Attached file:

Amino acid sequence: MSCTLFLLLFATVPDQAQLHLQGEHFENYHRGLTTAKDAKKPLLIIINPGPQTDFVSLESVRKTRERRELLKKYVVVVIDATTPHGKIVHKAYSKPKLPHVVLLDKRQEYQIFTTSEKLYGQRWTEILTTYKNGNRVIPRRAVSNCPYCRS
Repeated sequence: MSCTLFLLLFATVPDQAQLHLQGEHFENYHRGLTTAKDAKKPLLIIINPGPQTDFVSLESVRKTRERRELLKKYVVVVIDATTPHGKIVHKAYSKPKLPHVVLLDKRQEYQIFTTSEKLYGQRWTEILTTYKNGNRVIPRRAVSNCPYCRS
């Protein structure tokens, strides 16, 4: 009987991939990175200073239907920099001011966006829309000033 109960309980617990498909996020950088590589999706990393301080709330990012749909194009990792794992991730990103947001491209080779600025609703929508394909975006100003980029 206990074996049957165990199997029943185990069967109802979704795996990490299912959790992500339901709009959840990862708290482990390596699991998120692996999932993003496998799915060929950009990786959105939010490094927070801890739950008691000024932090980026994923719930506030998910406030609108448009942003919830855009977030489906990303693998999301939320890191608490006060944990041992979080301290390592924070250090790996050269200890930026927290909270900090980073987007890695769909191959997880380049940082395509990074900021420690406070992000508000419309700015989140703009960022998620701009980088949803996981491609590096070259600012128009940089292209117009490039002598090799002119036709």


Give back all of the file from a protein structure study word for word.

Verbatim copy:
Amino acid sequence: MSCTLFLLLFATVPDQAQLHLQGEHFENYHRGLTTAKDAKKPLLIIINPGPQTDFVSLESVRKTRERRELLKKYVVVVIDATTPHGKIVHKAYSKPKLPHVVLLDKRQEYQIFTTSEKLYGQRWTEILTTYKNGNRVIPRRAVSNCPYCRS
Repeated sequence: MSCTLFLLLFATVPDQAQLHLQGEHFENYHRGLTTAKDAKKPLLIIINPGPQTDFVSLESVRKTRERRELLKKYVVVVIDATTPHGKIVHKAYSKPKLPHVVLLDKRQEYQIFTTSEKLYGQRWTEILTTYKNGNRVIPRRAVSNCPYCRS
């Protein structure tokens, strides 16, 4: 009987991939990175200073239907920099001011966006829309000033 109960309980617990498909996020950088590589999706990393301080709330990012749909194009990792794992991730990103947001491209080779600025609703929508394909975006100003980029 206990074996049957165990199997029943185990069967109802979704795996990490299912959790992500339901709009959840990862708290482990390596699991998120692996999932993003496998799915060929950009990786959105939010490094927070801890739950008691000024932090980026994923719930506030998910406030609108448009942003919830855009977030489906990303693998999301939320890191608490006060944990041992979080301290390592924070250090790996050269200890930026927290909270900090980073987007890695769909191959997880380049940082395509990074900021420690406070992000508000419309700015989140703009960022998620701009980088949803996981491609590096070259600012128009940089292209117009490039002598090799002119036709």